Are you sure you want to remove this diary from your hotlist?
Are you sure you want to remove your recommendation? You can only recommend a diary once, so you will not be able to re-recommend it afterwards.
Rescue this diary, and add a note:
Are you sure you want to remove this diary from Rescue?
Choose where to republish this diary. The diary will be added to the queue for that group. Publish it from the queue to make it appear.

You must be a member of a group to use this feature.

Add a quick update to your diary without changing the diary itself:
Are you sure you want to remove this diary?
(The diary will be removed from the site and returned to your drafts for further editing.)
(The diary will be removed.)
Are you sure you want to save these changes to the published diary?

Comment Preferences

  •  Thank you for writing this. I can't imagine a (18+ / 0-)

    scenario in which we should extend the benefit of the doubt to Lindsey Graham.

    Poverty = politics.

    by Renee on Thu Dec 13, 2012 at 07:18:44 PM PST

  •  Obvious follow up Question (7+ / 0-)

    Is he saying Dred Scott was rightly decided?  He's a lawyer, so, this should be right up his alley.

    •  FYI: Dredd Scott v. Sanford (4+ / 0-)

      Was the infamous 1857 Supreme Court case where the Supreme Court decided that black people had no rights.  According to Lindsey Graham's logic, the Court made the prudent decision - after all, they were just leaving the matter up to the people.

      Taney -- a staunch supporter of slavery and intent on protecting southerners from northern aggression -- wrote in the Court's majority opinion that, because Scott was black, he was not a citizen and therefore had no right to sue. The framers of the Constitution, he wrote, believed that blacks "had no rights which the white man was bound to respect; and that the negro might justly and lawfully be reduced to slavery for his benefit. He was bought and sold and treated as an ordinary article of merchandise and traffic, whenever profit could be made by it."

      Referring to the language in the Declaration of Independence that includes the phrase, "all men are created equal," Taney reasoned that "it is too clear for dispute, that the enslaved African race were not intended to be included, and formed no part of the people who framed and adopted this declaration. . . ."

      http://www.pbs.org/...
    •  You couldn't fairly read that into his remarks. (0+ / 0-)

      The Court wasn't being asked to decide on the constitutionality of slavery in "Dred Scott", something that none of the parties seriously disputed.

      •  Alright, you tell me (0+ / 0-)

        The great distance between these philosophies.  

        No one, we presume, supposes that any change in public opinion or feeling, in relation to this unfortunate race, in the civilized nations of Europe or in this country, should induce the court to give to the words of the Constitution a more liberal construction in their favor than they were intended to bear when the instrument was framed and adopted. Such an argument would be altogether inadmissible in any tribunal called on to interpret it. If any of its provisions are deemed unjust, there is a mode prescribed in the instrument itself by which it may be amended; but while it remains unaltered, it must be construed now as it was understood at the time of its adoption. It is not only the same in words, but the same in meaning, and delegates the same powers to the Government, and reserves and secures the same rights and privileges to the citizen; and as long as it continues to exist in its present form, it speaks not only in the same words, but with the same meaning and intent with which it spoke when it came from the hands of its framers, and was voted on and adopted by the people of the United States. Any other rule of construction would abrogate the judicial character of this court, and make it the mere reflex of the popular opinion or passion of the day.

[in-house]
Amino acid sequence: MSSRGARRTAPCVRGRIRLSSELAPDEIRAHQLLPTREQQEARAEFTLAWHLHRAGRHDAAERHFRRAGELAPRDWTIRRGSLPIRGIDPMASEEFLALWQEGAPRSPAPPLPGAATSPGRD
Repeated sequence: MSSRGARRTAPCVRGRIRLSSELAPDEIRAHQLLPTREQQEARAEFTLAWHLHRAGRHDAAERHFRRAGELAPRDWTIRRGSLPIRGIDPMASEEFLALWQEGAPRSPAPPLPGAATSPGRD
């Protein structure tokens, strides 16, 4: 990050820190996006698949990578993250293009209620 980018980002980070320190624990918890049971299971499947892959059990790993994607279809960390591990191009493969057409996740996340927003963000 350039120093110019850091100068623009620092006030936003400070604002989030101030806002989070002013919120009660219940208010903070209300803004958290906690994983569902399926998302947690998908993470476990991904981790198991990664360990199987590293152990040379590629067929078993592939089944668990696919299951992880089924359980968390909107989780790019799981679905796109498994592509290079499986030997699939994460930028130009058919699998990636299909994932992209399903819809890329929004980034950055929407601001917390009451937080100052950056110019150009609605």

The people decided. The question for us is who should decide these things? Should it be a handful of judges or should it be the people themselves? And I come out on the side of the people themselves. Different people will look at it differently. But slavery was outlawed by a Constitutional amendment. If you want to propose a Constitutional amendment legalizing same-sex marriage and it passes, that’s the law of the land.
        The Taney Court said - hey, slavery might be unfortunate, but it's not our job to change the Constitution, which clearly denied civil rights.

        Lindsey Graham says - gay people not having equality may be unfortunate, but it's not the Court's job to change the Constitution, even if they are denied civil rights.  

        •  I'm not aware of any school of thought (0+ / 0-)

          that believes the Court has the ability to change fundamentally understood rules of the Constitution.  There's no serious argument that the Constitution didn't allow slavery, and nobody in "Dred Scott" was arguing otherwise; it's nonsensical to compare that to arguments about the Equal Protection Clause.  "Dred Scott" wasn't about that.  It was about whether the traditional understanding of how slavery within the federal system worked should be upheld; the court said no, and completely rewrote the history of American jurisprudence with regard to slavery jurisdiction.